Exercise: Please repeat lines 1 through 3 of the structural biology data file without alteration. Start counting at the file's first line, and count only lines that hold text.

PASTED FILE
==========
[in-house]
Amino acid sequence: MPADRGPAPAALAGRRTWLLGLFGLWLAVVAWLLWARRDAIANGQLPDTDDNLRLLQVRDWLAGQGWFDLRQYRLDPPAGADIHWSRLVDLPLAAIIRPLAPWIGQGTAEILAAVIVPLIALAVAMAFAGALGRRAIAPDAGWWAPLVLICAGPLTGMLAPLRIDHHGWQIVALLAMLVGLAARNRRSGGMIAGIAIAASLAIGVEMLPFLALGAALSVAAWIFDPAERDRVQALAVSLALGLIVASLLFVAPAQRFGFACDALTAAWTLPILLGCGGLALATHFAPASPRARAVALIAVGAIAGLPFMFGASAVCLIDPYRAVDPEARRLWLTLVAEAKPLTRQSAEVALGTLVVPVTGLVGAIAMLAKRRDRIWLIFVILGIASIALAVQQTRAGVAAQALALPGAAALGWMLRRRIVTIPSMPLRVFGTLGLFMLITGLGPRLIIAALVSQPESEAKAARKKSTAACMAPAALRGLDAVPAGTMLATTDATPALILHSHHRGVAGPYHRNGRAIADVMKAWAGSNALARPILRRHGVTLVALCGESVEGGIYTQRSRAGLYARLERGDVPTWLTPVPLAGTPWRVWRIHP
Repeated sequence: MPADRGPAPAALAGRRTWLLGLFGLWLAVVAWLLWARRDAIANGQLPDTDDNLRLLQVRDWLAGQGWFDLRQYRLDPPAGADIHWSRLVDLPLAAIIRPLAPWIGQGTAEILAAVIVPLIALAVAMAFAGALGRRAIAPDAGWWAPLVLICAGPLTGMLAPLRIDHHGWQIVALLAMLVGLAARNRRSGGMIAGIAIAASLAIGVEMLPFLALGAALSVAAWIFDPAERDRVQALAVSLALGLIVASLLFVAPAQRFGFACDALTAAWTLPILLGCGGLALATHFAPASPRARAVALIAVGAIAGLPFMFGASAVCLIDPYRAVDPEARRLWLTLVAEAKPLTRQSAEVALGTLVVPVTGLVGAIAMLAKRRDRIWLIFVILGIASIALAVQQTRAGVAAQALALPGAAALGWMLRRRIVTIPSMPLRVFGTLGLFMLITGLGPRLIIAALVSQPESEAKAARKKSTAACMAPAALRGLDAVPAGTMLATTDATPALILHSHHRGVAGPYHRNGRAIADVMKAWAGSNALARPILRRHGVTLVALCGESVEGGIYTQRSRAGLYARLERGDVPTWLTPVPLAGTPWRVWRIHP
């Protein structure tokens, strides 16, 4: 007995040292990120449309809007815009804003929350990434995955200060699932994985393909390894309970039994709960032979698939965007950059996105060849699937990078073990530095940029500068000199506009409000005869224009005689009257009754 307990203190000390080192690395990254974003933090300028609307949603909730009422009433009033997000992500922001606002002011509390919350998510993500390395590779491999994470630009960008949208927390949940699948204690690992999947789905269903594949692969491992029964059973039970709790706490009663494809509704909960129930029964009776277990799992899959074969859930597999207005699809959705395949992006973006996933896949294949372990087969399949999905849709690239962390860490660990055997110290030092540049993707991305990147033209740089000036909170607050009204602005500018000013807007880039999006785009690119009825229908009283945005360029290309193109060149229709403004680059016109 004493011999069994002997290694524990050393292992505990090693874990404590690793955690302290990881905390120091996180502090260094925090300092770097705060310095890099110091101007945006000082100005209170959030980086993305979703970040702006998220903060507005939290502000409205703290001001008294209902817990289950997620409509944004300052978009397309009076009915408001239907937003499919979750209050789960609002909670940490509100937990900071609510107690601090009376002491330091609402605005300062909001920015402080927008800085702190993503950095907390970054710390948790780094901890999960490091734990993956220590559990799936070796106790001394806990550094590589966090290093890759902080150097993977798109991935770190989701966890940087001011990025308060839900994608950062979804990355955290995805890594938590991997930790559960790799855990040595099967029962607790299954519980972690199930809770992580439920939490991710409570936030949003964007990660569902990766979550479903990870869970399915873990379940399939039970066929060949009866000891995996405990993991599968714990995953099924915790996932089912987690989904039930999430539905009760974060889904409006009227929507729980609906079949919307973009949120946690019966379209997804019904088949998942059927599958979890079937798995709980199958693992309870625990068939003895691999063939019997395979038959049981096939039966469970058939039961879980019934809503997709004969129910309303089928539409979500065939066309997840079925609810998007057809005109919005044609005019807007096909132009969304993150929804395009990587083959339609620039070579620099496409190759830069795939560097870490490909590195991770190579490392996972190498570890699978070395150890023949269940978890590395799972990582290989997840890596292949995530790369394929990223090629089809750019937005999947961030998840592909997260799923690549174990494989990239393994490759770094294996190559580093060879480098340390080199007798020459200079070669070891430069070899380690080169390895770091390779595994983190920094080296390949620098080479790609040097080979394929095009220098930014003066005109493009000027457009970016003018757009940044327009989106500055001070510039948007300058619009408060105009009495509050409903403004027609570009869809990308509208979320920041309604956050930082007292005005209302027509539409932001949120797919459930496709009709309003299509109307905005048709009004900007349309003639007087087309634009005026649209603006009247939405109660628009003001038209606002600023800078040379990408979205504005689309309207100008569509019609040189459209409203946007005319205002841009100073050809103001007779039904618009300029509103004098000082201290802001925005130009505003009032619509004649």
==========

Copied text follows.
[in-house]
Amino acid sequence: MPADRGPAPAALAGRRTWLLGLFGLWLAVVAWLLWARRDAIANGQLPDTDDNLRLLQVRDWLAGQGWFDLRQYRLDPPAGADIHWSRLVDLPLAAIIRPLAPWIGQGTAEILAAVIVPLIALAVAMAFAGALGRRAIAPDAGWWAPLVLICAGPLTGMLAPLRIDHHGWQIVALLAMLVGLAARNRRSGGMIAGIAIAASLAIGVEMLPFLALGAALSVAAWIFDPAERDRVQALAVSLALGLIVASLLFVAPAQRFGFACDALTAAWTLPILLGCGGLALATHFAPASPRARAVALIAVGAIAGLPFMFGASAVCLIDPYRAVDPEARRLWLTLVAEAKPLTRQSAEVALGTLVVPVTGLVGAIAMLAKRRDRIWLIFVILGIASIALAVQQTRAGVAAQALALPGAAALGWMLRRRIVTIPSMPLRVFGTLGLFMLITGLGPRLIIAALVSQPESEAKAARKKSTAACMAPAALRGLDAVPAGTMLATTDATPALILHSHHRGVAGPYHRNGRAIADVMKAWAGSNALARPILRRHGVTLVALCGESVEGGIYTQRSRAGLYARLERGDVPTWLTPVPLAGTPWRVWRIHP
Repeated sequence: MPADRGPAPAALAGRRTWLLGLFGLWLAVVAWLLWARRDAIANGQLPDTDDNLRLLQVRDWLAGQGWFDLRQYRLDPPAGADIHWSRLVDLPLAAIIRPLAPWIGQGTAEILAAVIVPLIALAVAMAFAGALGRRAIAPDAGWWAPLVLICAGPLTGMLAPLRIDHHGWQIVALLAMLVGLAARNRRSGGMIAGIAIAASLAIGVEMLPFLALGAALSVAAWIFDPAERDRVQALAVSLALGLIVASLLFVAPAQRFGFACDALTAAWTLPILLGCGGLALATHFAPASPRARAVALIAVGAIAGLPFMFGASAVCLIDPYRAVDPEARRLWLTLVAEAKPLTRQSAEVALGTLVVPVTGLVGAIAMLAKRRDRIWLIFVILGIASIALAVQQTRAGVAAQALALPGAAALGWMLRRRIVTIPSMPLRVFGTLGLFMLITGLGPRLIIAALVSQPESEAKAARKKSTAACMAPAALRGLDAVPAGTMLATTDATPALILHSHHRGVAGPYHRNGRAIADVMKAWAGSNALARPILRRHGVTLVALCGESVEGGIYTQRSRAGLYARLERGDVPTWLTPVPLAGTPWRVWRIHP